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Lamborghini has built a special off-road Huracán 'Sterrato'
Is this lifted, bulked up all-terrain Lambo the perfect car for the modern world?
This is the Lamborghini Huracán Sterrato. Immediately, we must commend Lamborghini on building what looks like – on first impressions – the perfect car for the modern world.
Just look at it. That bulked up bodywork. Those all-terrain, off-road wheels and tyres. Raised suspension. While it might harbour desires of devouring the world’s rally stages and off-road courses, it certainly won’t break a sweat bouncing over the odd pothole or suspension joint.
It is meant, says Lamborghini, to bridge the worlds of the supercar and ‘challenging’ environments. To the first point: the fundamentals riff off Lamborghini’s Huracán Evo, replete with that 5.2-litre, naturally aspirated V10 and 630bhp.
To the second point: Lambo’s engineers have recalibrated the drive systems to better cope with off-road hooning. Not our guesswork, but Lambo’s own confirmation: the LDVI system (Lamborghini Dinamica Veicolo Integrata) “provides enhanced rear-wheel-drive behaviour, producing more torque together with additional stabilisation in oversteer manoeuvres”. In plainer English? Find some hills, pin the throttle, send it.
The Sterrato sits 47mm higher than a regular Huracán Evo, and Lambo has increased the departure angle and front approach, and widened the tracks 30mm front and back. Then come those new wide-body wheel arches with integrated air intakes, all the better to accommodate those delightful 20in wheels riding on “balloon” tyres.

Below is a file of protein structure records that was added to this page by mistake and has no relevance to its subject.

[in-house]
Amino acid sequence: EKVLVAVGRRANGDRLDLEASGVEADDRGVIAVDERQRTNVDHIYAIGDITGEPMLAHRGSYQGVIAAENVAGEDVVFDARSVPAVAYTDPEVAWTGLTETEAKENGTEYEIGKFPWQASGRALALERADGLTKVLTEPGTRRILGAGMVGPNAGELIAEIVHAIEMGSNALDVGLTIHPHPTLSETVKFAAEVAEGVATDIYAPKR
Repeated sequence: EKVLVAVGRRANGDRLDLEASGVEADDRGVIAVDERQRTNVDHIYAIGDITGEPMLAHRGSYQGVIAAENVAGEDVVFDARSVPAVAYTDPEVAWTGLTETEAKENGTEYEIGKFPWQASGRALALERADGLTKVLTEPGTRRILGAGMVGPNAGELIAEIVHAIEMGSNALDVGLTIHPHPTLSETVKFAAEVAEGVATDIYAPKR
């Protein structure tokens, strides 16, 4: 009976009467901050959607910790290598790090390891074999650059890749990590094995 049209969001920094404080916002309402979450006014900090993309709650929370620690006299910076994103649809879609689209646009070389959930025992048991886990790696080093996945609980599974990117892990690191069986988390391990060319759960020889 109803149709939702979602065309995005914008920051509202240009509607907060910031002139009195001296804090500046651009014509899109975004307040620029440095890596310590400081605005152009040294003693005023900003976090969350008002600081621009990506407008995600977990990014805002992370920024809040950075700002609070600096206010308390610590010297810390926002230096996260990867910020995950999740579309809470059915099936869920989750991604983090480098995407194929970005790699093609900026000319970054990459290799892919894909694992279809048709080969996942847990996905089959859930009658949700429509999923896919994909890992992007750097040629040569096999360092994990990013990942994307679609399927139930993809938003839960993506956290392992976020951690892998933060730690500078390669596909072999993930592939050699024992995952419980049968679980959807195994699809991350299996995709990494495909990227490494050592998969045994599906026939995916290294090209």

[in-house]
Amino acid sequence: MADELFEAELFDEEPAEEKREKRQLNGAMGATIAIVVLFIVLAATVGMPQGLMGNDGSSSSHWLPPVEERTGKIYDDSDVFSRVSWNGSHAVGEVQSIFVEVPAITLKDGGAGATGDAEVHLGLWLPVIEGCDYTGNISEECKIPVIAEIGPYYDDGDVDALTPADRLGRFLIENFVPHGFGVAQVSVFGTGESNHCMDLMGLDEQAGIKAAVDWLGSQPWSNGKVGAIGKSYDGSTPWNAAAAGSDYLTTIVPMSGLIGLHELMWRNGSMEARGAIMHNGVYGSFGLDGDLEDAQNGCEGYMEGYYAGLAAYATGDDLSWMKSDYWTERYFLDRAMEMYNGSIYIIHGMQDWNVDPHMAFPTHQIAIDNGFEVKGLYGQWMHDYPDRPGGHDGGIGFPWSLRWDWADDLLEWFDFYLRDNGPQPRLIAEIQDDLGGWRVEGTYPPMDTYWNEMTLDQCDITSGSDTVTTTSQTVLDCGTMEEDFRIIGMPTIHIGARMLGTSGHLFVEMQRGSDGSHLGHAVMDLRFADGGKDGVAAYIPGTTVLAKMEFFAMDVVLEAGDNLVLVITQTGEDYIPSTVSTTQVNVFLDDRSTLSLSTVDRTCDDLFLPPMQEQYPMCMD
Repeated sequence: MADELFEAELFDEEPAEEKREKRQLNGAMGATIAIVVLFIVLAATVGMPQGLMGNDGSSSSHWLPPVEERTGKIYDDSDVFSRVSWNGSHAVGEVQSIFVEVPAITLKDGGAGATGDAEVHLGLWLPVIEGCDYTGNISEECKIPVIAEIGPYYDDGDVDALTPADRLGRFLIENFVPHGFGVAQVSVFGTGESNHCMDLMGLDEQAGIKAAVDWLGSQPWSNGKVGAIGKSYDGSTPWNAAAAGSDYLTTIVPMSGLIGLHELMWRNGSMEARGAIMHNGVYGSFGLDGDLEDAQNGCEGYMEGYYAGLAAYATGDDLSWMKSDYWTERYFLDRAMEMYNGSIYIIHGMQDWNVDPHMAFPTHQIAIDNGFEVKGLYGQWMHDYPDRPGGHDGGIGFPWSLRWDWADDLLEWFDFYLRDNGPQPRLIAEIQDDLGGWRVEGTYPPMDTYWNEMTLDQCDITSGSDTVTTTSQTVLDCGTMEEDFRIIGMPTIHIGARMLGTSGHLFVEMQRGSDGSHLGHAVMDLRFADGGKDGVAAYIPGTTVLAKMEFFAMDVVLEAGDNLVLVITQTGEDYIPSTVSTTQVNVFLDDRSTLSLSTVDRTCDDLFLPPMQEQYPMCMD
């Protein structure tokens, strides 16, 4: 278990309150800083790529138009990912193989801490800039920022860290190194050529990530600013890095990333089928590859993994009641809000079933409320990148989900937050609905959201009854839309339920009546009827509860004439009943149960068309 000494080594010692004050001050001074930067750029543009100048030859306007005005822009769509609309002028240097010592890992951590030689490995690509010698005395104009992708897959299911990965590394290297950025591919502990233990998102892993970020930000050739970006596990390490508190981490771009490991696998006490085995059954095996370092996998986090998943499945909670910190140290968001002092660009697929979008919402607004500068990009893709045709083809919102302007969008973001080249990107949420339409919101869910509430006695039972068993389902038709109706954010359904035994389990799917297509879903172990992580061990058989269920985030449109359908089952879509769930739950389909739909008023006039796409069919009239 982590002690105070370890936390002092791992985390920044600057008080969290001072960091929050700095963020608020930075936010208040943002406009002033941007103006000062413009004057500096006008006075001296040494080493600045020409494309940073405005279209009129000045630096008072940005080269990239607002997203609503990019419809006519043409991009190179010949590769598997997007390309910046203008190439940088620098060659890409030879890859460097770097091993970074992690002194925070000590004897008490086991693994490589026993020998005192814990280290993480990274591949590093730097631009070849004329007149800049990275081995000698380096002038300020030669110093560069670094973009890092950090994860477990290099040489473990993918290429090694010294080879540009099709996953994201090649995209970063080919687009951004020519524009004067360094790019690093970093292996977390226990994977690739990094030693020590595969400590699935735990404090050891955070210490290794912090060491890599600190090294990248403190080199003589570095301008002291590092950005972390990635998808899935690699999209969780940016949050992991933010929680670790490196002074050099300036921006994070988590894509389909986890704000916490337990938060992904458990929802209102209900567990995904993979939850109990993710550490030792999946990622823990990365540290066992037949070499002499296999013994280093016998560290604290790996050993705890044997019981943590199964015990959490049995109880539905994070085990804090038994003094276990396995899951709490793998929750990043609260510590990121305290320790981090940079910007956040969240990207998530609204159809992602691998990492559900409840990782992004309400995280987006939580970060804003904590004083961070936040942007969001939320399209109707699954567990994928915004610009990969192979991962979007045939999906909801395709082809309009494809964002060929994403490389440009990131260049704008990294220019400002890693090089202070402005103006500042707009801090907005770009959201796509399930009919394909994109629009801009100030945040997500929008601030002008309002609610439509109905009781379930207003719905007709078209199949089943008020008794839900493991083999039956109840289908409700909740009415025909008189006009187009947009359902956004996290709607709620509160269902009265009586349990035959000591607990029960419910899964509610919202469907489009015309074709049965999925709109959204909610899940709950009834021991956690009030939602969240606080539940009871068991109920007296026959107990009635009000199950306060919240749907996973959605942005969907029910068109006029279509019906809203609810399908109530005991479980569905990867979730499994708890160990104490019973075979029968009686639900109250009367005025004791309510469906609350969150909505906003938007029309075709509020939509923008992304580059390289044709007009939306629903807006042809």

There’s special underbody reinforcements on this Huracán Sterrato, along with body protection – a rear skid plate acting as a diffuser. Aluminium parts are integrated within the front frame, covered by a front skid plate, and there’s protective bodywork; stone-deflecting materials surround the engine and air intakes, along with carbon fibre/elastomeric resin mud guards.
A titanium roll cage adorns the interior, which we haven’t yet seen, along with the obligatory carbon sports seats and four-point harnesses and aluminium floor panels. Rally, after all. And it would be remiss of us not to mention the literal crowning glory of this Sterrato: a roof-mounted LED light bar, to match the ‘flood-function’ LED bumper lights.
“Lamborghini’s R&D and design teams are constantly exploring new opportunities and delivering the unexpected as a core characteristic of our DNA,” explains Lambo’s technical boss Maurizio Reggiani. Unexpected, yes. But wouldn’t a V10-engined rally-spec Huracán make perfect sense for today’s potholed, creaking road network?